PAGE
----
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I’m going to have admit defeat with ‘Mankind Is Obsolete’, the debut full length album from Crimson Rain. Reviews are just one person’s opinion and we could all argue endlessly over what piece of music is better or worse, but I think in well over thirty years of listening to rock and metal I can count on one hand the amount of times I’ve ended up arguing with myself over the plusses and minuses of an album. If my local hospital could see me now they would be sending over the strait jacket as I type this!

Crimson Rain are a four piece that hail from Argovia, Switzerland and their press release describes them as follows: “Crimson Rain manage to build bridges between ambiency soundscapes, odd-time signatures, flawlessly breath-taking guitar solos and blast beats, presented in a Jimi Hendrix shirt”. Well, apart from the fact that no-one is flawless, that’s a pretty good description. They are essentially a prog metal/rock band, with a few faster sections and plenty of ambient and acoustic passages and even a little jazz and swing. It’s pretty heavy in places, bringing to mind the obvious comparisons of Dream Theater, Symphony X and Opeth. Riffs abound and are very good but what makes this different and, therefore, an anomaly for me is apparent in the vocals of Florian Siegrist. His delivery is reminiscent of an indie/alternative singer and that doesn’t sit particularly comfortably with me. Good prog metal needs variation and he does supply that but the angst ridden, more commercial sound that escapes sometimes grates on me and unless I’m missing something completely his “deep and meaningful lyrics” make no sense to me whatsoever, perhaps because English is not the native language of the band. At least he actually hits all of the notes, unlike some similar vocalists.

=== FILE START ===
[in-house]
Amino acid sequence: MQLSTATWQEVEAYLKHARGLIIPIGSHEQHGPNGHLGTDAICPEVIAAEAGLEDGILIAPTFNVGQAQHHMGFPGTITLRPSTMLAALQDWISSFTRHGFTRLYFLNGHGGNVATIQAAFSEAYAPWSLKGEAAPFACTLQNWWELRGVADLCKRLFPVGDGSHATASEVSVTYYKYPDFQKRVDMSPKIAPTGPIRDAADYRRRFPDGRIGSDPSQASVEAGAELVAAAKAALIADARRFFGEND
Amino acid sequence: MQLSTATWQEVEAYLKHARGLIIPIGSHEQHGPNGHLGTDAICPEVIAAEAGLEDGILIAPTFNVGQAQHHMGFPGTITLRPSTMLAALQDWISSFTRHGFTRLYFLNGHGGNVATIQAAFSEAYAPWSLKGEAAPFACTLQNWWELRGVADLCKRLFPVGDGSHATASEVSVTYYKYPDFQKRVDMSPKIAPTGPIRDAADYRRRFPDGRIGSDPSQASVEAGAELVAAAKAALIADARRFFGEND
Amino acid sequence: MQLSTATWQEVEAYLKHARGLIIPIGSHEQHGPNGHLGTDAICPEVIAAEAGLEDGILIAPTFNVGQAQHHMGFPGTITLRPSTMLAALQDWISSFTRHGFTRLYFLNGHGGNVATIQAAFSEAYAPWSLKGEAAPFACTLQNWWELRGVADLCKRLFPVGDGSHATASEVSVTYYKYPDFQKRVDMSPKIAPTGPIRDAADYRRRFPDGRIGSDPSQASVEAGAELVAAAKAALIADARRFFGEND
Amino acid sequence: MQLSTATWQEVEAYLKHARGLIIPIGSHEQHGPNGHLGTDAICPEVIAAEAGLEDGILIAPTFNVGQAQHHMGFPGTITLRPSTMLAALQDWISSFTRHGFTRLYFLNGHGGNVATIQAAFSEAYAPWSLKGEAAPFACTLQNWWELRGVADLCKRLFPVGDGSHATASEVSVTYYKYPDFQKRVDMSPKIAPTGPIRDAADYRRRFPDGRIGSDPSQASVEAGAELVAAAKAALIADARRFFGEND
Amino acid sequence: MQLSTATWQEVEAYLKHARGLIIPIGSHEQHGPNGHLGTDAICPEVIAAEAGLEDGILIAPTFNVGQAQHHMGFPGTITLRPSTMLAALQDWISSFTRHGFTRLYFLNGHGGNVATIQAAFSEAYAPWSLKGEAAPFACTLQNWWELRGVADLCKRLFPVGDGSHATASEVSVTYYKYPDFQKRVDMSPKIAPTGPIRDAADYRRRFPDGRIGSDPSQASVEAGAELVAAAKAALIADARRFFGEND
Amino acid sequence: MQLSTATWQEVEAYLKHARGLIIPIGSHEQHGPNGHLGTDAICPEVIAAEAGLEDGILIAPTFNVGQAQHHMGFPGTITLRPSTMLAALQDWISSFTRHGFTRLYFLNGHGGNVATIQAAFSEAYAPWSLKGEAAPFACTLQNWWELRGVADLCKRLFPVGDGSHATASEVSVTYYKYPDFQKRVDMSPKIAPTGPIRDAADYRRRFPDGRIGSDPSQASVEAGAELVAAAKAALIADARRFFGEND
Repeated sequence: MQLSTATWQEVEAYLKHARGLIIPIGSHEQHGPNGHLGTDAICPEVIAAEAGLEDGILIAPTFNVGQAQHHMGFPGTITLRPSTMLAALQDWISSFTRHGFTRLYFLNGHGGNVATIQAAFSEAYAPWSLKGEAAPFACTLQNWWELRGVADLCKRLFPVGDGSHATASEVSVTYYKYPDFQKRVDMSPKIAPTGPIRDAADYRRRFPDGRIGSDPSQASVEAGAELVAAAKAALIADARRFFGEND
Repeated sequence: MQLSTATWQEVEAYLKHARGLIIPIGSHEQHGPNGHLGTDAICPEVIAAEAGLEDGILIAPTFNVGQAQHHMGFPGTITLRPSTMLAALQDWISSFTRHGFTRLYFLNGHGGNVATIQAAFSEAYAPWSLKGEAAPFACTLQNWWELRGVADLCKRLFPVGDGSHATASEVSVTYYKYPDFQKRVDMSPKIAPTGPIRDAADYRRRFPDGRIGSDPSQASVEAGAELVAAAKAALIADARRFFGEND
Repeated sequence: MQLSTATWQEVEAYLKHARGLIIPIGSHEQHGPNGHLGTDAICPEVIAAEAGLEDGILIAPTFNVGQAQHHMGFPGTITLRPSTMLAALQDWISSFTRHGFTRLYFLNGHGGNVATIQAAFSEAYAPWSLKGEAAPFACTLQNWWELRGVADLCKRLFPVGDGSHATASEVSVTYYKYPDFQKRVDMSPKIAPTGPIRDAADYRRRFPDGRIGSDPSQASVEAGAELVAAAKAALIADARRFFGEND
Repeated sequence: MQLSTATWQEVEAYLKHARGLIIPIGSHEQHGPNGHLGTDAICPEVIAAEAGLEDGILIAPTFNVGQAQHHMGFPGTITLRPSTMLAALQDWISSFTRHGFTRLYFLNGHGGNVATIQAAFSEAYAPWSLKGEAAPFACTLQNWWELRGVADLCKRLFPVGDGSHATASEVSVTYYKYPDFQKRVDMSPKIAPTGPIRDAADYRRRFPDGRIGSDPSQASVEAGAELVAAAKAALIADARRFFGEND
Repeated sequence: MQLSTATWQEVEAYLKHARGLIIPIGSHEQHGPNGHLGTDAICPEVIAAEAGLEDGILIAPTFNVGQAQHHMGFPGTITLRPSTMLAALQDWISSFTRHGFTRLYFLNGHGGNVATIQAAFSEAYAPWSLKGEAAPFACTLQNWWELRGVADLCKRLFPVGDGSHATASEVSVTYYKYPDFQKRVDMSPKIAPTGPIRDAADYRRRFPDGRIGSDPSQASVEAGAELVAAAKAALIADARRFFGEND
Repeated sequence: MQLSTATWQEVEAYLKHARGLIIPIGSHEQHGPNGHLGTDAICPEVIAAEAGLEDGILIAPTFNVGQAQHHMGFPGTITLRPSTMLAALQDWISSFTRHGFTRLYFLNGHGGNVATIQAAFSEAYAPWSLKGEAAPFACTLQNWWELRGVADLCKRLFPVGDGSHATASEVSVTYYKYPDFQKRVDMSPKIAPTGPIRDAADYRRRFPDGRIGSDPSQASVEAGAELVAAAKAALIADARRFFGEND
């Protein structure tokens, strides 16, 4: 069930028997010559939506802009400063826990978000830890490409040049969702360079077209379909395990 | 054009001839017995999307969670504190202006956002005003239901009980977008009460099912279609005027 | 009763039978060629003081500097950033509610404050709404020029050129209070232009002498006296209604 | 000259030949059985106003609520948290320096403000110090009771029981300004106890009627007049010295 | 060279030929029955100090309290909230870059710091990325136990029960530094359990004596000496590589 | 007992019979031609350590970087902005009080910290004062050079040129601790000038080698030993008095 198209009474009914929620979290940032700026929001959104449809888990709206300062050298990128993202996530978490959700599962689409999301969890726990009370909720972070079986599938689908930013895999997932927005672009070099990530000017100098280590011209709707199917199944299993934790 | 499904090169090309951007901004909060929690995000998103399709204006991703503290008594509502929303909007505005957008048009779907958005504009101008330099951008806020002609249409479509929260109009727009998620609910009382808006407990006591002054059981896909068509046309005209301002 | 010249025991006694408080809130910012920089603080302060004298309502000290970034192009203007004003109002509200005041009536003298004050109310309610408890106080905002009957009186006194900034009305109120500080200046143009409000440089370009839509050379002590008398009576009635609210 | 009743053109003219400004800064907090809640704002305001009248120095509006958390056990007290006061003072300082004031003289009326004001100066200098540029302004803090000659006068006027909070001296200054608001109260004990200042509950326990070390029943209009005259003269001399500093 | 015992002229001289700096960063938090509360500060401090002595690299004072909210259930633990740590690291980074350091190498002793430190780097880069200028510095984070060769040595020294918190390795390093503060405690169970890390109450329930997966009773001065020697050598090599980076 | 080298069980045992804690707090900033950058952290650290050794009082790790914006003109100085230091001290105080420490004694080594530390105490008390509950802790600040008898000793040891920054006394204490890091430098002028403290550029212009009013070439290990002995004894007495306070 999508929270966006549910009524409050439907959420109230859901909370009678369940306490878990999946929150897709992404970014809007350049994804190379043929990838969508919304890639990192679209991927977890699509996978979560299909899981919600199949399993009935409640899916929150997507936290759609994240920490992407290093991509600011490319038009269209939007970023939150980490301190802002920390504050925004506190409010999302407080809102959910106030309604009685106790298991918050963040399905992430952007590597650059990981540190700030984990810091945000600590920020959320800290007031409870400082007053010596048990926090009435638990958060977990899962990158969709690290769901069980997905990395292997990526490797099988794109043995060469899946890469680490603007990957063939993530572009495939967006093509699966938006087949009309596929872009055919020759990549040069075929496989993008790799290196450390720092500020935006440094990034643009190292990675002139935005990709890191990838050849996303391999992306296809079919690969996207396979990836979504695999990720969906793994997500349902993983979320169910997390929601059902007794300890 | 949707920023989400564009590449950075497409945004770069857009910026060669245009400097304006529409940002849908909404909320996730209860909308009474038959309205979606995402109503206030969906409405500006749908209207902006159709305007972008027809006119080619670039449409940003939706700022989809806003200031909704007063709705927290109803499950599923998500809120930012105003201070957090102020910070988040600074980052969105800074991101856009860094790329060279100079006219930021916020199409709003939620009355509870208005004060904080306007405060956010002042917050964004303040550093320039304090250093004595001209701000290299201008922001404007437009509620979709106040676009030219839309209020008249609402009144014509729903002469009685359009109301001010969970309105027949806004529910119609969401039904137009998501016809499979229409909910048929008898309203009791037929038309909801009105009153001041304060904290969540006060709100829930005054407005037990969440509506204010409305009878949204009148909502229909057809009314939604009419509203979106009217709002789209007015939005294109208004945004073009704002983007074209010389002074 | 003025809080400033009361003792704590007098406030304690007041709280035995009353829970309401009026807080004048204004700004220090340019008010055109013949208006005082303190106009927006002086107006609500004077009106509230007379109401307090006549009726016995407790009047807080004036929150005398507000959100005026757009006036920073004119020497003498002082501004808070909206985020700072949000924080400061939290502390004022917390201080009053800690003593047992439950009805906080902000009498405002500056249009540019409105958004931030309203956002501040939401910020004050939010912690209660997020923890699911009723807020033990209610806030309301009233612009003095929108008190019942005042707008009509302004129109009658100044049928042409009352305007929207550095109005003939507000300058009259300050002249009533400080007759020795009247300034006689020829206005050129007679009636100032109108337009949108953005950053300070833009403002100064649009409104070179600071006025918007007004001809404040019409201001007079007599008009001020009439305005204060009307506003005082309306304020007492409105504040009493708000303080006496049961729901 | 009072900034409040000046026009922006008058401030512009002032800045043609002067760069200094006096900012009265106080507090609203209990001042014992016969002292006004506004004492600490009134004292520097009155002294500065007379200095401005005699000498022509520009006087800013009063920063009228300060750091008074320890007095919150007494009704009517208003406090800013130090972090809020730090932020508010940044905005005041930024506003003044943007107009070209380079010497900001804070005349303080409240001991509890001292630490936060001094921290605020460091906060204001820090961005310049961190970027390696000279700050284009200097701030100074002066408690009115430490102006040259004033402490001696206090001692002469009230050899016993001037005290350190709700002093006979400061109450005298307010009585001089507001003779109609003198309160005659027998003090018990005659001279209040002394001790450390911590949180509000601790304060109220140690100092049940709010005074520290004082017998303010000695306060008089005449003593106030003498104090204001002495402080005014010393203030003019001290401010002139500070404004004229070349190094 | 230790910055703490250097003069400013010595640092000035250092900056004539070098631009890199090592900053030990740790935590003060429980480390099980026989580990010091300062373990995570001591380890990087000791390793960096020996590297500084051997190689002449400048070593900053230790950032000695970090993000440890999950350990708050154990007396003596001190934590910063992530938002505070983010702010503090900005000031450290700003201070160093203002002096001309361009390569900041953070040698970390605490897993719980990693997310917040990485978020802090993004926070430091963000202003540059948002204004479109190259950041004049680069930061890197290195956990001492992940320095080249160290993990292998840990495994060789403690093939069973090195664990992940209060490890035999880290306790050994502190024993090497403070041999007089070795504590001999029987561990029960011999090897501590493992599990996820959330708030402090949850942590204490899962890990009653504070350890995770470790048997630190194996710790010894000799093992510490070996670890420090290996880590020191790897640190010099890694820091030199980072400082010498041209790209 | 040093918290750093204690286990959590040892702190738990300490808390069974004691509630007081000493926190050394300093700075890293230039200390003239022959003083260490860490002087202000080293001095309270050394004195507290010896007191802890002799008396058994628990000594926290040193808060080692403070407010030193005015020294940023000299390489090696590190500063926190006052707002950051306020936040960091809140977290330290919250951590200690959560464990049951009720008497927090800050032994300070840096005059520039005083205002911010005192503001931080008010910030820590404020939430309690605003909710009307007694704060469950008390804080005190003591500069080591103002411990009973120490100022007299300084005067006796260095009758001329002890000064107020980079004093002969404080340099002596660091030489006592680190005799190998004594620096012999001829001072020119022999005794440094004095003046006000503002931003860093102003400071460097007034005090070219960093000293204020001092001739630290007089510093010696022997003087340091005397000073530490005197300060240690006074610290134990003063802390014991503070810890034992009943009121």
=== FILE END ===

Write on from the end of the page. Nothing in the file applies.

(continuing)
Similarly, the production is astounding, too good in fact, and then you read that pretty much all the instruments were recorded at different studios and that for me takes away a ‘band’ feel to proceedings. I know it is a more common thing nowadays, especially when some bands’ members live on different corners of the globe, but I don’t think in this case there was any need for it. Perhaps I’m old fashioned, but sometimes less clinical works better? Alain Liesch (drums), Vito Marrella (bass) and Matthew Lewis (guitar) are all fantastic exponents of their instruments and the heavier passages that do not have vocals work best for me. First track proper, ‘Endgame’, is my favourite because at least Florian’s vocals have more bite. If he were to employ this style more often, I would be happier.

‘Mankind Is Obsolete’ is a great album but not my cup of tea, is hugely diverse, but it all sounds a bit similar, has a sublime sound, but is too sterile and has my foot tapping almost constantly, only for my brain to say ‘what the hell are you doing that for’? If that is what prog, of any sort, is all about, then Crimson Rain are to be congratulated for confusing me completely. Is this to be scored as a 5 or an 8? In the interests of fairness I’m taking the middle ground and letting you, dear reader, work out the rest!
Review by Rick Tilley
31st March 2013
1) Intro
2) Endgame
3) Vigour of the Law
4) Raise of the Indignant
5) Our Gleam of Hope
6) Leap of Faith
7) Heliocentric
"...the heavier passages that do not have vocals work best..."